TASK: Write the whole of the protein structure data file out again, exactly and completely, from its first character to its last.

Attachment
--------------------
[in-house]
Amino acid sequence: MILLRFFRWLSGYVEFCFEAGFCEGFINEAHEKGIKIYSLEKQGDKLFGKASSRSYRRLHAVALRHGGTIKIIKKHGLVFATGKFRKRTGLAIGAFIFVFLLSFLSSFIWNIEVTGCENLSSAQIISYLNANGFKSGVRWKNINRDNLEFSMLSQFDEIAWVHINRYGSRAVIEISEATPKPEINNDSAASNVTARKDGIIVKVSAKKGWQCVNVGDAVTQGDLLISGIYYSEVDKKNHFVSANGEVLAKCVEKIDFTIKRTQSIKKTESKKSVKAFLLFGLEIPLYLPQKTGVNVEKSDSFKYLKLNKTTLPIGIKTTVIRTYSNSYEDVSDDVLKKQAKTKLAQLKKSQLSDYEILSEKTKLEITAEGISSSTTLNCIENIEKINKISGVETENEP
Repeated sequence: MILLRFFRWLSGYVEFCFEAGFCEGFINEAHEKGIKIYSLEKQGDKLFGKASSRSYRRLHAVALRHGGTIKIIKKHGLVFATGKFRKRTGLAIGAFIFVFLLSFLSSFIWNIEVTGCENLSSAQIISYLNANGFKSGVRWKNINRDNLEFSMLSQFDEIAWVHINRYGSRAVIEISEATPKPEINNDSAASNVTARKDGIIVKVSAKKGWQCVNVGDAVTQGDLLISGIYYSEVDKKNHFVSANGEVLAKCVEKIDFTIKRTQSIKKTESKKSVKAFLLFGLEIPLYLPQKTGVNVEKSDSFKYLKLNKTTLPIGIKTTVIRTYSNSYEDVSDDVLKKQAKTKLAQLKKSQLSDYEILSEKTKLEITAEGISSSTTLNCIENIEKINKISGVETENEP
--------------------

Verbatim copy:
[in-house]
Amino acid sequence: MILLRFFRWLSGYVEFCFEAGFCEGFINEAHEKGIKIYSLEKQGDKLFGKASSRSYRRLHAVALRHGGTIKIIKKHGLVFATGKFRKRTGLAIGAFIFVFLLSFLSSFIWNIEVTGCENLSSAQIISYLNANGFKSGVRWKNINRDNLEFSMLSQFDEIAWVHINRYGSRAVIEISEATPKPEINNDSAASNVTARKDGIIVKVSAKKGWQCVNVGDAVTQGDLLISGIYYSEVDKKNHFVSANGEVLAKCVEKIDFTIKRTQSIKKTESKKSVKAFLLFGLEIPLYLPQKTGVNVEKSDSFKYLKLNKTTLPIGIKTTVIRTYSNSYEDVSDDVLKKQAKTKLAQLKKSQLSDYEILSEKTKLEITAEGISSSTTLNCIENIEKINKISGVETENEP
Repeated sequence: MILLRFFRWLSGYVEFCFEAGFCEGFINEAHEKGIKIYSLEKQGDKLFGKASSRSYRRLHAVALRHGGTIKIIKKHGLVFATGKFRKRTGLAIGAFIFVFLLSFLSSFIWNIEVTGCENLSSAQIISYLNANGFKSGVRWKNINRDNLEFSMLSQFDEIAWVHINRYGSRAVIEISEATPKPEINNDSAASNVTARKDGIIVKVSAKKGWQCVNVGDAVTQGDLLISGIYYSEVDKKNHFVSANGEVLAKCVEKIDFTIKRTQSIKKTESKKSVKAFLLFGLEIPLYLPQKTGVNVEKSDSFKYLKLNKTTLPIGIKTTVIRTYSNSYEDVSDDVLKKQAKTKLAQLKKSQLSDYEILSEKTKLEITAEGISSSTTLNCIENIEKINKISGVETENEP